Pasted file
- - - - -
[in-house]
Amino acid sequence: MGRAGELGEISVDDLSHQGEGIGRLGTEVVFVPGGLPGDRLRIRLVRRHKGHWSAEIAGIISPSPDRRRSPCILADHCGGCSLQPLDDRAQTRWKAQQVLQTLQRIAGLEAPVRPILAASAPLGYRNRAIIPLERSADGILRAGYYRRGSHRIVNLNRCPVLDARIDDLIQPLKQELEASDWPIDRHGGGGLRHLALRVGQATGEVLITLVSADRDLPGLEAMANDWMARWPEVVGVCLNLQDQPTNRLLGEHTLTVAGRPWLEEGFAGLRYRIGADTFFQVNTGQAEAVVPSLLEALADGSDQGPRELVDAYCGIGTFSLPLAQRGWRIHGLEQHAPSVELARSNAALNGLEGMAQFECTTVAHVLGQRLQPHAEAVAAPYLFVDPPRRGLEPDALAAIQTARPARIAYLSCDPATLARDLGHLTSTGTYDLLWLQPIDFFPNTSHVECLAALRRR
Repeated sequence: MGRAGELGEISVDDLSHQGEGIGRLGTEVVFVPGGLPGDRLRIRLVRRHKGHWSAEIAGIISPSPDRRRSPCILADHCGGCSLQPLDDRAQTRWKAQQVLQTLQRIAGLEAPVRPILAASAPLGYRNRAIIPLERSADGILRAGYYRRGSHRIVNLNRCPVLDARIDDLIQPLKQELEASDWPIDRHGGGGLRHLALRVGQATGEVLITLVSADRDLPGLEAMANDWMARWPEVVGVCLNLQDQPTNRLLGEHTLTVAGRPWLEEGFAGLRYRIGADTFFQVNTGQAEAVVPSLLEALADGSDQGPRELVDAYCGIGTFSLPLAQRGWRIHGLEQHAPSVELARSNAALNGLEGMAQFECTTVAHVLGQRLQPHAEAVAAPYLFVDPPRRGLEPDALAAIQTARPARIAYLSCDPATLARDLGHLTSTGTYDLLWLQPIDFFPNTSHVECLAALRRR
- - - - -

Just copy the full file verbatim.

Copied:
[in-house]
Amino acid sequence: MGRAGELGEISVDDLSHQGEGIGRLGTEVVFVPGGLPGDRLRIRLVRRHKGHWSAEIAGIISPSPDRRRSPCILADHCGGCSLQPLDDRAQTRWKAQQVLQTLQRIAGLEAPVRPILAASAPLGYRNRAIIPLERSADGILRAGYYRRGSHRIVNLNRCPVLDARIDDLIQPLKQELEASDWPIDRHGGGGLRHLALRVGQATGEVLITLVSADRDLPGLEAMANDWMARWPEVVGVCLNLQDQPTNRLLGEHTLTVAGRPWLEEGFAGLRYRIGADTFFQVNTGQAEAVVPSLLEALADGSDQGPRELVDAYCGIGTFSLPLAQRGWRIHGLEQHAPSVELARSNAALNGLEGMAQFECTTVAHVLGQRLQPHAEAVAAPYLFVDPPRRGLEPDALAAIQTARPARIAYLSCDPATLARDLGHLTSTGTYDLLWLQPIDFFPNTSHVECLAALRRR
Repeated sequence: MGRAGELGEISVDDLSHQGEGIGRLGTEVVFVPGGLPGDRLRIRLVRRHKGHWSAEIAGIISPSPDRRRSPCILADHCGGCSLQPLDDRAQTRWKAQQVLQTLQRIAGLEAPVRPILAASAPLGYRNRAIIPLERSADGILRAGYYRRGSHRIVNLNRCPVLDARIDDLIQPLKQELEASDWPIDRHGGGGLRHLALRVGQATGEVLITLVSADRDLPGLEAMANDWMARWPEVVGVCLNLQDQPTNRLLGEHTLTVAGRPWLEEGFAGLRYRIGADTFFQVNTGQAEAVVPSLLEALADGSDQGPRELVDAYCGIGTFSLPLAQRGWRIHGLEQHAPSVELARSNAALNGLEGMAQFECTTVAHVLGQRLQPHAEAVAAPYLFVDPPRRGLEPDALAAIQTARPARIAYLSCDPATLARDLGHLTSTGTYDLLWLQPIDFFPNTSHVECLAALRRR